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Individual Highlight

Lipid Accumulation and Metabolic Rate Influence Steelhead versus Rainbow Trout Life History

Photo of A rainbow trout. Mark Lisac, U.S. Fish and WildlifeA rainbow trout. Mark Lisac, U.S. Fish and WildlifeSnapshot : The salmonid species Oncorhynchus mykiss can become sea-going steelhead or freshwater rainbow trout. Scientists found that lipid accumulation and metabolic rate appear to influence which life history young O. mykiss will assume. Fish with lower metabolic rates and higher lipid levels tended to be rainbows, whereas those with lower lipid levels tended to be steelhead, and female. Habitat restoration efforts may be more successful if they consider broader landscape processes such as flows and thermal regimes.

Principal Investigators(s) :
Reeves, Gordon 
Research Location : California, Oregon, Washington, Alaska
Research Station : Pacific Northwest Research Station (PNW)
Year : 2014
Highlight ID : 672


Protecting and restoring freshwater habitats for steelhead in the face of potential climate change impacts is a major challenge. Steelhead, protected by the Endangered Species Act, are the sea-going form of Oncorhynchus mykiss. The same species, isk nown as rainbow trout, when it reside life-long in freshwaters. Rainbow trout are not protected. The offspring of either form may opt for the opposite life-history, but the mechanisms for this are not well understood. Five coordinated, independent studies addressed aspects of how life-history expression relates to habitat, water temperature, sex, metabolic rates, and lipid levels. Scientists found that steelhead spawn in areas with both suitable spawning gravels and juvenile rearing habitat in proximity. Lipid accumulation was related to metabolic rate and life history: fish with lower metabolic rates and higher lipid levels tended to be residents (rainbows), whereas those with lower lipid levels tended to be steelhead, and female. Overall, 70 percent of steelhead were female, and this was true for 65 to 70 percent of steelhead from northern California to southeast Alaska to central Idaho. Lipid levels decreased at higher temperatures, and more fish were steelhead. This work makes a major contribution to scientists' understanding about life-history expression in O. mykiss and other species that exhibit similar variation in life-histories. It provides insight for the variation in life-history expression between sexes and challenges the notion that faster-growing fish tend to be sea-going steelheads.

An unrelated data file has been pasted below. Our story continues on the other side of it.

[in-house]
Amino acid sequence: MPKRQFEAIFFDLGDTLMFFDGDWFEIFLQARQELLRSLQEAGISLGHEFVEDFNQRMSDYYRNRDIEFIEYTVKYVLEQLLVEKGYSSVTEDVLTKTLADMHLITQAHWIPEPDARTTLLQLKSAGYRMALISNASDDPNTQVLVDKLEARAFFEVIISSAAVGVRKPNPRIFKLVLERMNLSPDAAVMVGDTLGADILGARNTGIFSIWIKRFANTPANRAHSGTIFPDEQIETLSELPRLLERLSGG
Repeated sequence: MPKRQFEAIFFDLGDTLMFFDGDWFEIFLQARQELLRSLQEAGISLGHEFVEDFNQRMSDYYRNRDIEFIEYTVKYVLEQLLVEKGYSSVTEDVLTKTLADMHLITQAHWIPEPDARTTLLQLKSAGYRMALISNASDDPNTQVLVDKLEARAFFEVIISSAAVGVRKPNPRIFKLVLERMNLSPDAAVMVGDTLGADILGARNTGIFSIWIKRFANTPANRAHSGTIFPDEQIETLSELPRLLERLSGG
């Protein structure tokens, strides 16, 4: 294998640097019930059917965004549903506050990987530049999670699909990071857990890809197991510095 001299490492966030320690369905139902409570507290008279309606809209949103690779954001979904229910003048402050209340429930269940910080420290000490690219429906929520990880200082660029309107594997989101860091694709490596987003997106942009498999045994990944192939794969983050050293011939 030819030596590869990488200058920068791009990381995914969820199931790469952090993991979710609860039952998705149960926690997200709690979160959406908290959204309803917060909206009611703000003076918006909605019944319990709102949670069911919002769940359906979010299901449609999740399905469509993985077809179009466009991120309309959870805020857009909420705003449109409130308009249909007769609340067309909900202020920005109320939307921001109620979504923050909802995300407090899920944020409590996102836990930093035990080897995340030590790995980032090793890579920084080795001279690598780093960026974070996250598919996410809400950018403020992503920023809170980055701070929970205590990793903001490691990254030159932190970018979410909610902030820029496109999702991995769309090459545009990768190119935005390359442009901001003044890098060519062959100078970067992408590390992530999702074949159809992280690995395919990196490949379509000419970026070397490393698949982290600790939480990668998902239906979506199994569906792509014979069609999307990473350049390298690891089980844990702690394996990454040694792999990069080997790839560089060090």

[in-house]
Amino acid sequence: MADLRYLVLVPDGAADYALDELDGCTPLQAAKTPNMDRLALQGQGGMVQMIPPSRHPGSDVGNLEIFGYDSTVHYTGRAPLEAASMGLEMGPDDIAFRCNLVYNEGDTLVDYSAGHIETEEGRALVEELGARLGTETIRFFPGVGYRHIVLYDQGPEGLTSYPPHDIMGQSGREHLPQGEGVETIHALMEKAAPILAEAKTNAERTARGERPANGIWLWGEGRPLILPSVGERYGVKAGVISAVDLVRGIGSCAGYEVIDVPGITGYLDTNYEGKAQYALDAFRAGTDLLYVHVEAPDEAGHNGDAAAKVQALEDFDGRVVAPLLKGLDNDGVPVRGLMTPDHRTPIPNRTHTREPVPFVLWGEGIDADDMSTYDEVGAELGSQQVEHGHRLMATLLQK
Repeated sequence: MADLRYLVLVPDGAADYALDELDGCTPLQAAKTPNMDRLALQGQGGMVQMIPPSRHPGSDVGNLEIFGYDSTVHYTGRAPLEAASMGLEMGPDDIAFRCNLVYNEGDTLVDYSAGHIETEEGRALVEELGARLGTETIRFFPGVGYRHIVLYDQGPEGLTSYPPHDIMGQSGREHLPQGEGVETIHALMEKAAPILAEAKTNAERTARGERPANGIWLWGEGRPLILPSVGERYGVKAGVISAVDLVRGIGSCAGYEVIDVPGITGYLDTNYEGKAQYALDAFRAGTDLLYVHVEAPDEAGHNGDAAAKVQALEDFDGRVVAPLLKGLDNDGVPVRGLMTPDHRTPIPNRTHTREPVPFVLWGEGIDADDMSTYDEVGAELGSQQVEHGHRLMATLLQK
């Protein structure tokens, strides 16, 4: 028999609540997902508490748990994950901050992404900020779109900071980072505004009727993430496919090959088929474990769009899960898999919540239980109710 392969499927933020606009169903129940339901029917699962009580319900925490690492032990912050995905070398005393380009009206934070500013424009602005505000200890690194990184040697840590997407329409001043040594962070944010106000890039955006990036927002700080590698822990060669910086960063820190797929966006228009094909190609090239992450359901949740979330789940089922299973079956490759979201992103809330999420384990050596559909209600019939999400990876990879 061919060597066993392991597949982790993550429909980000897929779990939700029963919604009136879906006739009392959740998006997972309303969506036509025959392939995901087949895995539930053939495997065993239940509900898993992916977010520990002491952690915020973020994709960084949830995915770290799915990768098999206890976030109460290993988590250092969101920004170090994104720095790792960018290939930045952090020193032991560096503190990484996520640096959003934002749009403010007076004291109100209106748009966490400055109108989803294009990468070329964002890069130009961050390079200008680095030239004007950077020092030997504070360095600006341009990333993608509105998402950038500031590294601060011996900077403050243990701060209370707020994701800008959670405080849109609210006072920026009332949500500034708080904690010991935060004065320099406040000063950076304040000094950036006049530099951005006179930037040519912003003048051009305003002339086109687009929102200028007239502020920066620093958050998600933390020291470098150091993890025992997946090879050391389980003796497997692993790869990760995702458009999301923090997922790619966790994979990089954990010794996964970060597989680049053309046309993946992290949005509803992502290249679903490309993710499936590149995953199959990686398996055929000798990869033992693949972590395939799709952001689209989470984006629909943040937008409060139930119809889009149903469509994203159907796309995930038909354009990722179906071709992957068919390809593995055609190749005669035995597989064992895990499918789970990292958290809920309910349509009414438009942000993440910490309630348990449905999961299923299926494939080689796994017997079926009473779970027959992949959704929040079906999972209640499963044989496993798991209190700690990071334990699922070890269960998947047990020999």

Forest Service Partners

External Partners

  • NOAA Fisheries, Oregon State University, U.S. Geological Survey